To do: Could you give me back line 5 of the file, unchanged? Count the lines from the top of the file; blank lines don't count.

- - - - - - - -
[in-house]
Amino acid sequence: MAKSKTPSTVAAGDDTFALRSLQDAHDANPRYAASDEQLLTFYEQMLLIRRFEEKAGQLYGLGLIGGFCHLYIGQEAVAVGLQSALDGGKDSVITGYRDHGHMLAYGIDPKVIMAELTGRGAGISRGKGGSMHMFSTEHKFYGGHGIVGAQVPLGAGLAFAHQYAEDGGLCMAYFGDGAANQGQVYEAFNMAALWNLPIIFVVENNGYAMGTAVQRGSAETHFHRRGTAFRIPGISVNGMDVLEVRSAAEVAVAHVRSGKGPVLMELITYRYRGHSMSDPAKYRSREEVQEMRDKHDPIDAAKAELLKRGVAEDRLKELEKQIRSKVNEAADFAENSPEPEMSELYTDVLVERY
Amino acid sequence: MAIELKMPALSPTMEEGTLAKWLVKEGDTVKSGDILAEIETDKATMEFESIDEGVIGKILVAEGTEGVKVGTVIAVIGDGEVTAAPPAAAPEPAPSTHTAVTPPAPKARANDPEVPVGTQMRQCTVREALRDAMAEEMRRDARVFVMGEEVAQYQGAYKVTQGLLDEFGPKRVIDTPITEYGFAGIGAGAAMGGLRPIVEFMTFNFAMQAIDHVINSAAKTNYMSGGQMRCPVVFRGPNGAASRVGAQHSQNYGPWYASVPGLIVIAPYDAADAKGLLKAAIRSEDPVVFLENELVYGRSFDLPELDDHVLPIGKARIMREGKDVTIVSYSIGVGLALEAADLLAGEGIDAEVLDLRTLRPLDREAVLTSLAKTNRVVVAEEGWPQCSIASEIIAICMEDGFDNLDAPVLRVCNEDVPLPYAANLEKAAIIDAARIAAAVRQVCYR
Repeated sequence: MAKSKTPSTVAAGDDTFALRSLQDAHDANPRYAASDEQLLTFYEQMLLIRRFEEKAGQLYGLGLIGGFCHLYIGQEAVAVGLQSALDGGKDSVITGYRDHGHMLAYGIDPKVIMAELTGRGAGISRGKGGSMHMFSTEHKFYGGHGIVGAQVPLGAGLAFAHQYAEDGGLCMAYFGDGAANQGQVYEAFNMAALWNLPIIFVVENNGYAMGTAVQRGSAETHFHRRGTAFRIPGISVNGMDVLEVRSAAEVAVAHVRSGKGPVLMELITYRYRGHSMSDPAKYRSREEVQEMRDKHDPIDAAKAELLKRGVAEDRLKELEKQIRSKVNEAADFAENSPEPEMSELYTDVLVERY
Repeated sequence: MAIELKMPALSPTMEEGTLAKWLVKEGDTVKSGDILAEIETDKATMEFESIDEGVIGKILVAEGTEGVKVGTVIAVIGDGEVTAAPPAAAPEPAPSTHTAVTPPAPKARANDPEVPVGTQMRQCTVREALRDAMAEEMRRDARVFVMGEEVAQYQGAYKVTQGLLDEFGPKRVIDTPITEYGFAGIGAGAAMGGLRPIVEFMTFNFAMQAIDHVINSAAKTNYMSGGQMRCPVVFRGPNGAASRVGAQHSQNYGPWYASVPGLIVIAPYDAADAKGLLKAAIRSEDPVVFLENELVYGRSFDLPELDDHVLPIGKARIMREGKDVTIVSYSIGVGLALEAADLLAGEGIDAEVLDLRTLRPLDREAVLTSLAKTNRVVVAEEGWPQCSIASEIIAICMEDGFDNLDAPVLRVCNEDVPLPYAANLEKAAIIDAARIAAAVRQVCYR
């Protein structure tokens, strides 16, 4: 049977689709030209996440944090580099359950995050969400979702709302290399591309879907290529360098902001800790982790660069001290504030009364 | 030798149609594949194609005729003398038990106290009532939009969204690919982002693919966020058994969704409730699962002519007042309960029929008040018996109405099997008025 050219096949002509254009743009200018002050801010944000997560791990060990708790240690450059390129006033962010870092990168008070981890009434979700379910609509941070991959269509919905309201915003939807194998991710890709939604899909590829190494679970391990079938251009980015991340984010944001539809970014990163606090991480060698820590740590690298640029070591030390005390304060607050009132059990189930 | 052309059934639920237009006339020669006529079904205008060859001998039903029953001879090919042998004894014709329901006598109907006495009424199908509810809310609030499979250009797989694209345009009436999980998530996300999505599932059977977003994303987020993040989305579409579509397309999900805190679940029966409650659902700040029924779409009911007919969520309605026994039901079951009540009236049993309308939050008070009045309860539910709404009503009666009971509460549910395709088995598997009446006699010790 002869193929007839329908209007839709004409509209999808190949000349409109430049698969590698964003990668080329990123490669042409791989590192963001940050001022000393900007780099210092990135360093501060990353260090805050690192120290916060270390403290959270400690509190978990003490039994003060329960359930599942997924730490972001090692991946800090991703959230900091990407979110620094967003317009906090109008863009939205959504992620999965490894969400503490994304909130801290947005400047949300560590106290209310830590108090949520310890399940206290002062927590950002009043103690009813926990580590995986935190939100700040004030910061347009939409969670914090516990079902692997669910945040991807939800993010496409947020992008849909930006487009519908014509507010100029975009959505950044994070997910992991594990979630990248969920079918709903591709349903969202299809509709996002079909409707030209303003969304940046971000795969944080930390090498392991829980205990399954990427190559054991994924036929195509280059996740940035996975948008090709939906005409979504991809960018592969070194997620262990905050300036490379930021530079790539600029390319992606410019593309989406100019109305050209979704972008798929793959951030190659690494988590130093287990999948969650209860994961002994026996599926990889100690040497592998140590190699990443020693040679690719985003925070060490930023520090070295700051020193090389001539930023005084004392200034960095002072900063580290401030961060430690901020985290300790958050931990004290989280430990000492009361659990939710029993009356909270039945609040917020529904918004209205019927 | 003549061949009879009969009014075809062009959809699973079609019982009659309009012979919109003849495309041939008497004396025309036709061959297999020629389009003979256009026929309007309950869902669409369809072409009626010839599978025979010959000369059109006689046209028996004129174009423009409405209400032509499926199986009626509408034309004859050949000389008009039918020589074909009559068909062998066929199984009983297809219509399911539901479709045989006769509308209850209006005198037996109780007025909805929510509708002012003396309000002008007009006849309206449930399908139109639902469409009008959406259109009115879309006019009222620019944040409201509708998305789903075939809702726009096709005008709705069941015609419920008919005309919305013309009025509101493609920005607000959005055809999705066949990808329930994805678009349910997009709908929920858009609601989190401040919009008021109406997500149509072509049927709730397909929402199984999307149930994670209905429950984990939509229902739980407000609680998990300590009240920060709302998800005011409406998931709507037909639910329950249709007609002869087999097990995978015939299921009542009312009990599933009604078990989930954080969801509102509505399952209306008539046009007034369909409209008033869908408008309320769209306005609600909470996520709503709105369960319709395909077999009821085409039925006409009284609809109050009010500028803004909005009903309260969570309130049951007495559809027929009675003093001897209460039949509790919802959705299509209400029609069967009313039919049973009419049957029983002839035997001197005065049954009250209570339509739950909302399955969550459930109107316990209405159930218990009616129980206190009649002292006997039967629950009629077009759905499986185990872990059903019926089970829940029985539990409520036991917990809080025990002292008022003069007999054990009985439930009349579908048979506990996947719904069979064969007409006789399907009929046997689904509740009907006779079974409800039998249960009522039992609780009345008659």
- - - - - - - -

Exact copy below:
Repeated sequence: MAIELKMPALSPTMEEGTLAKWLVKEGDTVKSGDILAEIETDKATMEFESIDEGVIGKILVAEGTEGVKVGTVIAVIGDGEVTAAPPAAAPEPAPSTHTAVTPPAPKARANDPEVPVGTQMRQCTVREALRDAMAEEMRRDARVFVMGEEVAQYQGAYKVTQGLLDEFGPKRVIDTPITEYGFAGIGAGAAMGGLRPIVEFMTFNFAMQAIDHVINSAAKTNYMSGGQMRCPVVFRGPNGAASRVGAQHSQNYGPWYASVPGLIVIAPYDAADAKGLLKAAIRSEDPVVFLENELVYGRSFDLPELDDHVLPIGKARIMREGKDVTIVSYSIGVGLALEAADLLAGEGIDAEVLDLRTLRPLDREAVLTSLAKTNRVVVAEEGWPQCSIASEIIAICMEDGFDNLDAPVLRVCNEDVPLPYAANLEKAAIIDAARIAAAVRQVCYR